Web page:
Justice Supports FCC Crackdown On JSAs
The Department of Justice has endorsed an effort to crack down on joint sales agreements and other sharing arrangements between TV stations — offering key Obama administration support for a reform effort being promoted by FCC Chairman Tom Wheeler.
“The Department believes it is appropriate for the commission’s ownership ‘attribution’ rules to treat any two stations participating in a JSA (or agreement similar in substance to a JSA) as under common ownership,” said DOJ’s antitrust division, in a Feb. 20 filing that was posted on the FCC’s website today.
In its filing, DOJ also urged the FCC to carefully examine sharing agreements that don’t include JSAs and to “take action where those agreements do not serve the public interest.”
“Such arrangements often confer influence or control of one broadcast competitor over another,” DOJ said. “Failure to account for the effects of such arrangements can create opportunities to circumvent FCC ownership limits and the goals those limits are intended to advance.”
DOJ also said that TV station use of “sidecar” companies to control other stations that are “nominally owned by a separate entity” had become increasingly prevalent. “In practice, our investigations have revealed that these ‘sidecars’ often exercise little or no competitive independence from the other station,” DOJ said.
DOJ also urged the FCC to require broadcasters to file all sharing agreements at the agency so the FCC can analyze them.
“Such analyses should consider whether collaborations will harm competition by increasing the potential for firms to coordinate over price or other strategic dimensions and/or by reducing incentives of firms to compete with one another,” DOJ said.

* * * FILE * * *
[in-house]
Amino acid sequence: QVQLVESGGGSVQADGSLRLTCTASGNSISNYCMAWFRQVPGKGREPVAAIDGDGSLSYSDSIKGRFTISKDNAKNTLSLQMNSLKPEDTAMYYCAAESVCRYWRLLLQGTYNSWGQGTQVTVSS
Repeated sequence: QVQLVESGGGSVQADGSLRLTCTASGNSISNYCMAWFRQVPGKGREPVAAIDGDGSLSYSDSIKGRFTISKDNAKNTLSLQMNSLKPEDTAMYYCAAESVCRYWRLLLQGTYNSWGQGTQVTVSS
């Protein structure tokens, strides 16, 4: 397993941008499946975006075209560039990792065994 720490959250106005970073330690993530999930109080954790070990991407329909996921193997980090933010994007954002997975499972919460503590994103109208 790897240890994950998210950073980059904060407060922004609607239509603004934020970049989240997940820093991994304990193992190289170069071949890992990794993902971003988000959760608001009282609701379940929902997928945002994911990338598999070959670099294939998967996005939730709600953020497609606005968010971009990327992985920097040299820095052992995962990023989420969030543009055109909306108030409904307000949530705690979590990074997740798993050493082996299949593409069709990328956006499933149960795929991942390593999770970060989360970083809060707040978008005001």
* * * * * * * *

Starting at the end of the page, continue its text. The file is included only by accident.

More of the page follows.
Wheeler could not immediately be reached for comment, and an FCC spokesman declined comment.
But Wheeler is expected to unveil an order as soon as next month that would bar broadcasters from forming new JSAs — deals under which one stations sells ad time for another station in the same market. Under the plan, the FCC also would give broadcasters up to two years to unwind existing JSAs.
Wheeler is also expected to seek public comment on what to do about other forms of shared services agreements between stations.
In response, Dennis Wharton, a spokesman for the National Association of Broadcasters, said: "NAB respectfully but strongly disagrees with the conclusions of the Justice Department's antitrust division. Joint sales agreements allow local TV stations that might otherwise go out of business to increase local news and community service, and to provide robust competition to pay TV giants.
“In an era when $200 monthly bills from consolidated broadband and cable companies are becoming the norm, it's important to remember that heavily regulated local TV stations remain free of charge to every American. NAB is disappointed with the Justice Department's conclusions, which we believe could kill jobs and damage the economics of local broadcasting."